Musical Mornings

TV review by
KJ Dell Antonia, Common Sense Media
Musical Mornings TV Poster Image
Preschoolers wake up with music and short shows.

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A lot or a little?

The parents' guide to what's in this TV show.

Positive Messages

Lots of catchy musical messages about helping out, waiting your turn, etc. that are perfect for preschoolers.

Violence & Scariness
Sexy Stuff
Language
Consumerism
Drinking, Drugs & Smoking

What parents need to know

Parents need to know that this three-hour programming block for preschoolers intersperses musical segments and footage of live kids doing morning and daily activities (some of which -- going to the zoo, for example -- may be more exciting to kids than the day you have planned...) with episodes of popular shows like Caillou and Jay Jay the Jet Plane. The songs are catchy and teach good lessons about things like helping out, washing your hands, and waiting your turn.

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What's the story?

MUSICAL MORNINGS brings Coo, a cuckoo bird living in the Sprout clock, into preschoolers' homes to talk and sing about morning activities like eating breakfast and getting dressed. Coo's songs are accompanied by those of music therapist Elizabeth Balzano, who sings about about daily activities like playing in the park. The songs are reminiscent of the music on Sesame Street , as they're accompanied by videos of real kids participating in the activity. Coo also introduces short episodes of preschool-targeted shows like Caillou and Dragon Tales (just one cartoon is shown at a time, rather than the usual 20-30 minute multiple-cartoon episodes).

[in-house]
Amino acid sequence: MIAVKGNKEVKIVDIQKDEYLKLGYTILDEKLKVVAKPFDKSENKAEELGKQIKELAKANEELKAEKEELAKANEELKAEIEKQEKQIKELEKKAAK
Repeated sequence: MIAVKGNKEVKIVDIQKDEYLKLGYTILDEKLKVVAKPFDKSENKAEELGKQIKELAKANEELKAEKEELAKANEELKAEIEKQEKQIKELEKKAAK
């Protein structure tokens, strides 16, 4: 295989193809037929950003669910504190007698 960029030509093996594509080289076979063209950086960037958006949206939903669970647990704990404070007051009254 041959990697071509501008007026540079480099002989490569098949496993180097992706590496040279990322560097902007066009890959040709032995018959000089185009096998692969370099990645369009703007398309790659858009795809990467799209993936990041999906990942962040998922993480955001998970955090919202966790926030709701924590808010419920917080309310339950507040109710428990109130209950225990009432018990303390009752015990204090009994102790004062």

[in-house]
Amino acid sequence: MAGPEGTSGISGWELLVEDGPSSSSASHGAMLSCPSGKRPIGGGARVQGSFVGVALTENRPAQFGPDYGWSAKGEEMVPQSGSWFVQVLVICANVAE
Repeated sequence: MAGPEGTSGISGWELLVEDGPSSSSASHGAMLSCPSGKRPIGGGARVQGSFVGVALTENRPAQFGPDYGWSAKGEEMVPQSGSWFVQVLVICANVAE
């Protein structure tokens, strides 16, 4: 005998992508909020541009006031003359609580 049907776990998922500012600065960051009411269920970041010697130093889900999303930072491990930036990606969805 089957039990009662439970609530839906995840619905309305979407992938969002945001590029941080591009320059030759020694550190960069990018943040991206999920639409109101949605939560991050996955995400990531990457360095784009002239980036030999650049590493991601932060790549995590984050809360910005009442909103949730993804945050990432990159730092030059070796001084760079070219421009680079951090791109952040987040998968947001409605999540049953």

Is it any good?

Coo is a fun, eye-catching "digital puppet" developed by the Jim Henson Company. Both her songs and Balzano's are catchy and easy to sing, with little reminders about good behavior -- it's easy to imagine singing them with your kids while heading to the park or helping them dressed.

The format -- short cartoons surrounded by music and other characters -- is also appealing, offering an easy way to show just a little TV at a time.

Talk to your kids about ...

  • Families can talk about what they learned from each segment. For example, why is it important to help out or wait your turn? Families can also discuss the kids who are shown playing and getting ready for their day. Which kids are doing the right things, and which ones aren't? How do you think those parents feel about having their kids on TV crying because they have to leave the park? What should they do?

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